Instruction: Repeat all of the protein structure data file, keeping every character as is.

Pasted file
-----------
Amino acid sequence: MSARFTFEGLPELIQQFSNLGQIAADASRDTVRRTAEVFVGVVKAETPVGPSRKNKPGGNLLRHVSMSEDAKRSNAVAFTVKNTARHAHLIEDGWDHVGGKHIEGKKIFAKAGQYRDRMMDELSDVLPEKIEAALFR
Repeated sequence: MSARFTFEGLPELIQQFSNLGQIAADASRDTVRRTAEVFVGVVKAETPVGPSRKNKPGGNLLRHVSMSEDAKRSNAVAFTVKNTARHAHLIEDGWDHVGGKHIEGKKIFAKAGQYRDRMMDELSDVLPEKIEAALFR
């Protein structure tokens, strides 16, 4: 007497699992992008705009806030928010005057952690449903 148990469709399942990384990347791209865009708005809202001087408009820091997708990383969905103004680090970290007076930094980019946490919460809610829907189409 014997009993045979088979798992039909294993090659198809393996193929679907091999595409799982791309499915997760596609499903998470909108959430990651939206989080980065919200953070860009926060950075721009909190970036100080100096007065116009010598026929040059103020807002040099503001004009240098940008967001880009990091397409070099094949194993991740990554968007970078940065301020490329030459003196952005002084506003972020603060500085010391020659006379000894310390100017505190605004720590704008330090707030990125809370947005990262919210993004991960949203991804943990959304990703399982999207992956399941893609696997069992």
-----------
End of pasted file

Amino acid sequence: MSARFTFEGLPELIQQFSNLGQIAADASRDTVRRTAEVFVGVVKAETPVGPSRKNKPGGNLLRHVSMSEDAKRSNAVAFTVKNTARHAHLIEDGWDHVGGKHIEGKKIFAKAGQYRDRMMDELSDVLPEKIEAALFR
Repeated sequence: MSARFTFEGLPELIQQFSNLGQIAADASRDTVRRTAEVFVGVVKAETPVGPSRKNKPGGNLLRHVSMSEDAKRSNAVAFTVKNTARHAHLIEDGWDHVGGKHIEGKKIFAKAGQYRDRMMDELSDVLPEKIEAALFR
């Protein structure tokens, strides 16, 4: 007497699992992008705009806030928010005057952690449903 148990469709399942990384990347791209865009708005809202001087408009820091997708990383969905103004680090970290007076930094980019946490919460809610829907189409 014997009993045979088979798992039909294993090659198809393996193929679907091999595409799982791309499915997760596609499903998470909108959430990651939206989080980065919200953070860009926060950075721009909190970036100080100096007065116009010598026929040059103020807002040099503001004009240098940008967001880009990091397409070099094949194993991740990554968007970078940065301020490329030459003196952005002084506003972020603060500085010391020659006379000894310390100017505190605004720590704008330090707030990125809370947005990262919210993004991960949203991804943990959304990703399982999207992956399941893609696997069992």